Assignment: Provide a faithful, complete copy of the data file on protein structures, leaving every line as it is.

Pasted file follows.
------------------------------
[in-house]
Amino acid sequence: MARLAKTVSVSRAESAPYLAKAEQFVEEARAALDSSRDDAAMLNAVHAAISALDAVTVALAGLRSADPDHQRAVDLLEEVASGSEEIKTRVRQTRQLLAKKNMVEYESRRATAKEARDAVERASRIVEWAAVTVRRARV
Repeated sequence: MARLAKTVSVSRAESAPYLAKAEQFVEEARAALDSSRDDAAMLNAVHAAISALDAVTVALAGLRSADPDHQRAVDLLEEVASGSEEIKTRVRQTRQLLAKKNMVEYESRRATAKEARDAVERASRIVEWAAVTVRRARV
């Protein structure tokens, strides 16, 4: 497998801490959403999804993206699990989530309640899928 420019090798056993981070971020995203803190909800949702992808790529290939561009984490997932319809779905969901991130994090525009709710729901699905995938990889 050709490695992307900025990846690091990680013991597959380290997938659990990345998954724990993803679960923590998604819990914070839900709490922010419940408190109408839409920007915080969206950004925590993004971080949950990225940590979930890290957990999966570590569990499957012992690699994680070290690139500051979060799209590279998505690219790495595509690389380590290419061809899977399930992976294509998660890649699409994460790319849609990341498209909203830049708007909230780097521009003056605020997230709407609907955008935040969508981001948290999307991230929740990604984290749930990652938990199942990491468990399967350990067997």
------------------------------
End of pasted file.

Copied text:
[in-house]
Amino acid sequence: MARLAKTVSVSRAESAPYLAKAEQFVEEARAALDSSRDDAAMLNAVHAAISALDAVTVALAGLRSADPDHQRAVDLLEEVASGSEEIKTRVRQTRQLLAKKNMVEYESRRATAKEARDAVERASRIVEWAAVTVRRARV
Repeated sequence: MARLAKTVSVSRAESAPYLAKAEQFVEEARAALDSSRDDAAMLNAVHAAISALDAVTVALAGLRSADPDHQRAVDLLEEVASGSEEIKTRVRQTRQLLAKKNMVEYESRRATAKEARDAVERASRIVEWAAVTVRRARV
């Protein structure tokens, strides 16, 4: 497998801490959403999804993206699990989530309640899928 420019090798056993981070971020995203803190909800949702992808790529290939561009984490997932319809779905969901991130994090525009709710729901699905995938990889 050709490695992307900025990846690091990680013991597959380290997938659990990345998954724990993803679960923590998604819990914070839900709490922010419940408190109408839409920007915080969206950004925590993004971080949950990225940590979930890290957990999966570590569990499957012992690699994680070290690139500051979060799209590279998505690219790495595509690389380590290419061809899977399930992976294509998660890649699409994460790319849609990341498209909203830049708007909230780097521009003056605020997230709407609907955008935040969508981001948290999307991230929740990604984290749930990652938990199942990491468990399967350990067997």